rallies. Both teams were fighting for every point.” Seniors playing their last game of the regular season for the Lady Hawks included Liz Davila, Kat Garcia, Lexi Garza, Ashley Martinez, Adriana Peña, Loraly Rivera, Amanda Sanchez and Clari Solis.

ZAPATA STATS: Brandi King (25 kills, 1 ace, 27 digs, 5 blocks), Adriana Pena (9 kills, 1 ace, 7 digs), Kat Garcia (4 kills, 1 ace, 4 digs, 2 blocks), Ashley Martinez (3 kills, 1 ace, 1 dig), Lexi Garza (6 kills, 29 assists 3 digs), and Clari Solis (18 digs).

Sub-varsity report

VOLLEYBALL Continued from Page 1B The Lady Hawks’ Kat Garcia served and tied the game at 20. On the ensuing play, Peña scored two points to inch Zapata into its first game victory. Garza finished the game by adding two more points to even up the score.

The third game was identical to the second as Zapata was the aggressor but had to come from behind for the victory. The score see-sawed back and forth and eventually knotted up at 22 apiece. Garza continued to add to her heroics and scored

three straight points to give the Lady Hawks a 2-1 game lead heading into what proved to be the final game of the match.

Strong finish In the fourth game, with

the Lady Bulldogs leading 22-20, Peña strolled to the service line and scored five straight to send Zapata into the playoffs. “The game was very intense,” Villarreal said. “The score went back and forth all night long. “We had some very good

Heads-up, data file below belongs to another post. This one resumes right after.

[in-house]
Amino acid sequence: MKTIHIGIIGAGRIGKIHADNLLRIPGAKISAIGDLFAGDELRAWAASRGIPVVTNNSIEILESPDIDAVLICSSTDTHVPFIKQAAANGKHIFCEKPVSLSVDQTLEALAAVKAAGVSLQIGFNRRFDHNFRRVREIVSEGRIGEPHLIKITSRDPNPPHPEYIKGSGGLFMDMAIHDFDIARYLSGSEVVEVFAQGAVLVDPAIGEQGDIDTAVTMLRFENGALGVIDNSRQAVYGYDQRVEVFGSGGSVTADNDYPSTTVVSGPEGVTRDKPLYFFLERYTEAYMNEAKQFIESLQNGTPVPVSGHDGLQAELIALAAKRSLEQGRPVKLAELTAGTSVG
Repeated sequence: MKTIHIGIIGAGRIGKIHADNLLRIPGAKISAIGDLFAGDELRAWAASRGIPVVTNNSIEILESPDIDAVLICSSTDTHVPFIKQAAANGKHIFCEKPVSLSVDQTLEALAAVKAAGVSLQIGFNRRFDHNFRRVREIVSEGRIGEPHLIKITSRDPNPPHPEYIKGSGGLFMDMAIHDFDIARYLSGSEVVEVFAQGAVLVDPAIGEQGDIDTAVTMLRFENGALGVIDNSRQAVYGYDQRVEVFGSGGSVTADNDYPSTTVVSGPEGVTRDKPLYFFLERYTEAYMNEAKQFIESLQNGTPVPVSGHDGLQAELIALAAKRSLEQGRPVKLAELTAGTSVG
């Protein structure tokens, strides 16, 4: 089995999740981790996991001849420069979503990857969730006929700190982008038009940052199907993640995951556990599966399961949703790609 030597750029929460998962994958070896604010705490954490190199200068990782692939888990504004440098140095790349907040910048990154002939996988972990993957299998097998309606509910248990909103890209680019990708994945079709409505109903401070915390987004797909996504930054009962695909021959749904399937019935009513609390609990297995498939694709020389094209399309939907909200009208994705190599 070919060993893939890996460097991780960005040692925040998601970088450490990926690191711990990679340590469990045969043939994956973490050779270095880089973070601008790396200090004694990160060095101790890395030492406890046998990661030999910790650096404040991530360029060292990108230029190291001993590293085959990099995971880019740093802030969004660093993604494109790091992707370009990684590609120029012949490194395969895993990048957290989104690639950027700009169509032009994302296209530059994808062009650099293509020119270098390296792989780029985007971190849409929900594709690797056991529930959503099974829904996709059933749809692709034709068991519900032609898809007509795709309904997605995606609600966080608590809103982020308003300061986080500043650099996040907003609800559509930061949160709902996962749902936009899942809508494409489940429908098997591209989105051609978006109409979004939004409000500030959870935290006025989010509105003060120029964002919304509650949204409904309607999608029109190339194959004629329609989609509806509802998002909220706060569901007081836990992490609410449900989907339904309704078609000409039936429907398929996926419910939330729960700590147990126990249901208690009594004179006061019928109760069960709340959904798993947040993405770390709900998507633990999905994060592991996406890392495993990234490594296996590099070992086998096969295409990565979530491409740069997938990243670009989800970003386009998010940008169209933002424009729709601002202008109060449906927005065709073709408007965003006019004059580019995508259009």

HINTS BY HELOISE Dear Heloise: Thank you for your recommendations about arranging for pet care in the event of a PERSONAL EMERGENCY. As someone who now lives alone with two dogs and a cat, I’ve often wondered how my housemates would be cared for in the event that I’m stricken while away from home. I’m fortunate to have a neighbor who cares for the pets when I’m away for extended periods. But how would anyone know to contact him if I’m incapacitated or worse? I have a hint I’d like to pass on. Most of us are aware of the importance of the ICE code (it stands for "In Case of Emergency" -- Heloise) on our cell phones. What do you think of promulgating a similar EPC code ("Emergency Pet Care") for our phones? If that code were publicized and put into practice, our helpful neighbors could be contacted and asked to come to the rescue. -- Mike B., Omaha, Neb. You have a good pet hint that I’m happy to publicize. -- Heloise PET PAL Dear Readers: Ruth Ferry of Torrington, Conn., sent a photo of her 3-year-old domestic shorthaired cat, Sam, standing on his hind feet gazing longingly out a